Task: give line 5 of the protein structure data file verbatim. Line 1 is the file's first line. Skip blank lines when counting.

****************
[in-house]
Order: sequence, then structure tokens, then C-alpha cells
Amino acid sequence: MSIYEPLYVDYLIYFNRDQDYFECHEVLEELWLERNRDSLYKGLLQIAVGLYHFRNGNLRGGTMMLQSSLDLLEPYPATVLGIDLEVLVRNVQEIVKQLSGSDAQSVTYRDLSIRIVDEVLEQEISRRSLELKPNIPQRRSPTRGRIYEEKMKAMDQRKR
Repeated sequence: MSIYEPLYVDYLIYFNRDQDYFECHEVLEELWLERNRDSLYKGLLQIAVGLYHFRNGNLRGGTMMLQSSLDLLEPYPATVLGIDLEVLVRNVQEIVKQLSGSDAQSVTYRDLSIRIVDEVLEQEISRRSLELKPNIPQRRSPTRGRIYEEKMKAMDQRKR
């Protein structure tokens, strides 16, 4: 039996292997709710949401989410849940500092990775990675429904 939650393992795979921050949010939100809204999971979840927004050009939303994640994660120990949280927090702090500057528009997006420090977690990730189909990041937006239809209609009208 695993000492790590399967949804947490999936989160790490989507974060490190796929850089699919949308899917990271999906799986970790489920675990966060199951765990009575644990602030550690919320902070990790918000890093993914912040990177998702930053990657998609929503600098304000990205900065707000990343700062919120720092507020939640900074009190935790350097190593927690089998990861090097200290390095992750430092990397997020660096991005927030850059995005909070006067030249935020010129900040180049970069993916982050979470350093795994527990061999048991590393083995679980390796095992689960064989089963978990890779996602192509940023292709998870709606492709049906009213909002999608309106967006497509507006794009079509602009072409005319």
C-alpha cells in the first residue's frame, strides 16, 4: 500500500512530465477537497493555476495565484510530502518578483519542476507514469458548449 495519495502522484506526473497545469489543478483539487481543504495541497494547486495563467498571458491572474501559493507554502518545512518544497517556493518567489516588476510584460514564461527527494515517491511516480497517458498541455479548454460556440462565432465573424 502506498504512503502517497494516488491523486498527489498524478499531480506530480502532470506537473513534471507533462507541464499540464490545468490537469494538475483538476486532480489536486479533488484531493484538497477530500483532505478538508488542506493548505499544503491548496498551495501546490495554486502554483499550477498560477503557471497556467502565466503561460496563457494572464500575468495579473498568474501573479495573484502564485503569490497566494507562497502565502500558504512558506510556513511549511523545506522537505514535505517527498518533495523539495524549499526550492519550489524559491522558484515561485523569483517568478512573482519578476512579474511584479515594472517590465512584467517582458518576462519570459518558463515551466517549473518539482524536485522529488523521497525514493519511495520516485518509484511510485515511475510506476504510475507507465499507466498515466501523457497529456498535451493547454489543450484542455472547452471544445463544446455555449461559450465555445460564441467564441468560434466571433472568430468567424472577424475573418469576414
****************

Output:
């Protein structure tokens, strides 16, 4: 039996292997709710949401989410849940500092990775990675429904 939650393992795979921050949010939100809204999971979840927004050009939303994640994660120990949280927090702090500057528009997006420090977690990730189909990041937006239809209609009208 695993000492790590399967949804947490999936989160790490989507974060490190796929850089699919949308899917990271999906799986970790489920675990966060199951765990009575644990602030550690919320902070990790918000890093993914912040990177998702930053990657998609929503600098304000990205900065707000990343700062919120720092507020939640900074009190935790350097190593927690089998990861090097200290390095992750430092990397997020660096991005927030850059995005909070006067030249935020010129900040180049970069993916982050979470350093795994527990061999048991590393083995679980390796095992689960064989089963978990890779996602192509940023292709998870709606492709049906009213909002999608309106967006497509507006794009079509602009072409005319």